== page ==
What you need to know:
- The workers accused the county government of failing to remit money amounting to Sh400million, which had been deducted from their salaries, to National Hospital Insurance Fund and various banking institutions.
- Further, they complained that they had not been promoted for close to a decade.
Embu health workers have today (Wednesday) started boycotting work over delayed salaries and non-payment of Covid-19 allowances.
The strike has paralysed all services at the Embu referral hospital and other health facilities in the county.
Hundreds of patients across the region seeking treatment for various ailments were left suffering.
Others were abandoned in the wards with no nurses to either administer drugs or serve them food.
The 2,400 workers boycotted work from Wednesday morning and took to the streets in protest.
Led by their union officials, the workers, among them doctors, clinical officers, pharmacists, nurses and laboratory technicians, passed a vote of no confidence in the County Health executive Patrick Waganagwa and the Public Health Director Rosaline Kaugi.
"This government is taking us for a ride and we shall take it head-on. We must fight to be freed from the chains of oppression," the Eastern region Kenya Medical Practitioners Pharmacists and Dentists Union chairman, Dennis Mugambi, charged.
Grievances are addressed
The health workers vowed to stay away from their work stations until their grievances are addressed.
While waving placards and carrying an effigy of Ms Kaugi, the workers accused Governor Martin Wambora's government of failing to address their problems.
Further, the workers complained that they had not been promoted for close to a decade.
They also accused the government of failing to remit money amounting to Sh400million, which had been deducted from their salaries, to National Hospital Insurance Fund and various banking institutions.
At the Embu hospital, Charles Gitonga, a patient, complained that he had not been served breakfast.
"I have not eaten anything since morning and the situation is serious. I have also not been subjected to dialysis and I may collapse very soon," lamented Mr Gitonga.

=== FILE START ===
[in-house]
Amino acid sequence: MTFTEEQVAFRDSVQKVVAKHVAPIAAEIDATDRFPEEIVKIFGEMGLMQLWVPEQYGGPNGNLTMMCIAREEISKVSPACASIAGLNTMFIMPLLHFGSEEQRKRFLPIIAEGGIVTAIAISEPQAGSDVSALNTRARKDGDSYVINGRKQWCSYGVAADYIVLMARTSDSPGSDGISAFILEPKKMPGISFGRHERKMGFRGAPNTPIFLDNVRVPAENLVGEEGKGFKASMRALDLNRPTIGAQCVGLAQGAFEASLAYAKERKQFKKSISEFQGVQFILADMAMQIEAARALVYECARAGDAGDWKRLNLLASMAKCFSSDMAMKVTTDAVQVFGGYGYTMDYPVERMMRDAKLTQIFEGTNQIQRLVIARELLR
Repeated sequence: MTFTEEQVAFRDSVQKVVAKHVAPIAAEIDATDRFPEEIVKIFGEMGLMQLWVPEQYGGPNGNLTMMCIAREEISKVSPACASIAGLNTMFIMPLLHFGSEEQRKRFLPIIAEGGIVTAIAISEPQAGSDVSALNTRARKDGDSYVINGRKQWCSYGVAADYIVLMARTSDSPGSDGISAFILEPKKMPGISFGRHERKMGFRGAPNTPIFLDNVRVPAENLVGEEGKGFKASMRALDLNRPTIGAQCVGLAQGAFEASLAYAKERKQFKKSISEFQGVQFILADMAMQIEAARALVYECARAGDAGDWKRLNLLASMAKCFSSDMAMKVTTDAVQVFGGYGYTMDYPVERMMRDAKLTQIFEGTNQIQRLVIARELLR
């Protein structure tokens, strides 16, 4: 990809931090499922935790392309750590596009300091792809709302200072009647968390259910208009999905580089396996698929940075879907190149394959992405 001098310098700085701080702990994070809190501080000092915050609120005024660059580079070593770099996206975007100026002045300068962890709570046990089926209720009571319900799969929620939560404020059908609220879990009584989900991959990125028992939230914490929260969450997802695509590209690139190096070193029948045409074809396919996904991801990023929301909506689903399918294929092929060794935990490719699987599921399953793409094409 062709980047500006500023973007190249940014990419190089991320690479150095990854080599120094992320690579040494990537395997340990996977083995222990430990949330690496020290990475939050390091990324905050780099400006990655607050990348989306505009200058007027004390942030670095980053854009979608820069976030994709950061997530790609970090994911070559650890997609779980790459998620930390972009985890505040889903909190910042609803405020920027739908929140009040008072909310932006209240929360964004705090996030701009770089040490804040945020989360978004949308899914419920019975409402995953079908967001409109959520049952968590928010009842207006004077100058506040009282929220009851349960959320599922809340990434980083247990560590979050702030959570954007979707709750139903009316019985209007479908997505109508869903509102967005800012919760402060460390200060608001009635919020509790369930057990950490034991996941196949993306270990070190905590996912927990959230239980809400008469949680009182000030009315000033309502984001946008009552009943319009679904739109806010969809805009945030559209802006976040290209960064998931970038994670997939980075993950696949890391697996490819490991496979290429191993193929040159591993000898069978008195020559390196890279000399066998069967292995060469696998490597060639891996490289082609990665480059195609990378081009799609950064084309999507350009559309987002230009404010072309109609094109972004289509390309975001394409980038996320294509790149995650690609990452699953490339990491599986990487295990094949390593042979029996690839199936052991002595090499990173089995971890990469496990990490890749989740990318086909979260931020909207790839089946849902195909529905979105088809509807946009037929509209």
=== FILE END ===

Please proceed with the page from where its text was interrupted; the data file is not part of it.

Beatrice Mwaniki, who had taken her one-month-old daughter for postnatal check-up, was turned away as there were no workers to attend to her.
"I trekked from Kamunyange village to the hospital only to find there was no one to treat my daughter," she said.
A spot check by the Nation established that the hospital was in a pathetic condition as there was no one to wash dirty linen and clean dusty floors.
Visitors were met with a foul smell emanating from blocked toilets and uncollected garbage.
"A disease outbreak is likely due to the filthy state of the hospital. We may also contract coronavirus because even the isolated patients are mingling with us because there are no staff to control them," another inpatient, Mr Joseph Kariuki, said.
Tension mounted as the workers erected a human roadblock on the Embu-Makutano Road, causing a major traffic snarl-up.
Anti-riot police patrolled the area to counter any lawlessness as the workers chanted war songs.
Moments later, the workers proceeded to the county headquarters and attempted to force their way in, but were repulsed by security guards.
They vowed to camp outside until they are addressed by Governor Wambora.
The workers resolved to take industrial action after their seven-day strike notice to the government expired.
"Our members waited for their grievances to be addressed but the government ignored them. We are saying enough is enough," Dr Mugambi added.
The Embu branch Kenya National Union of Nurses Secretary Joseph Ngwasi said that there will be no retreat and told the workers to remain put.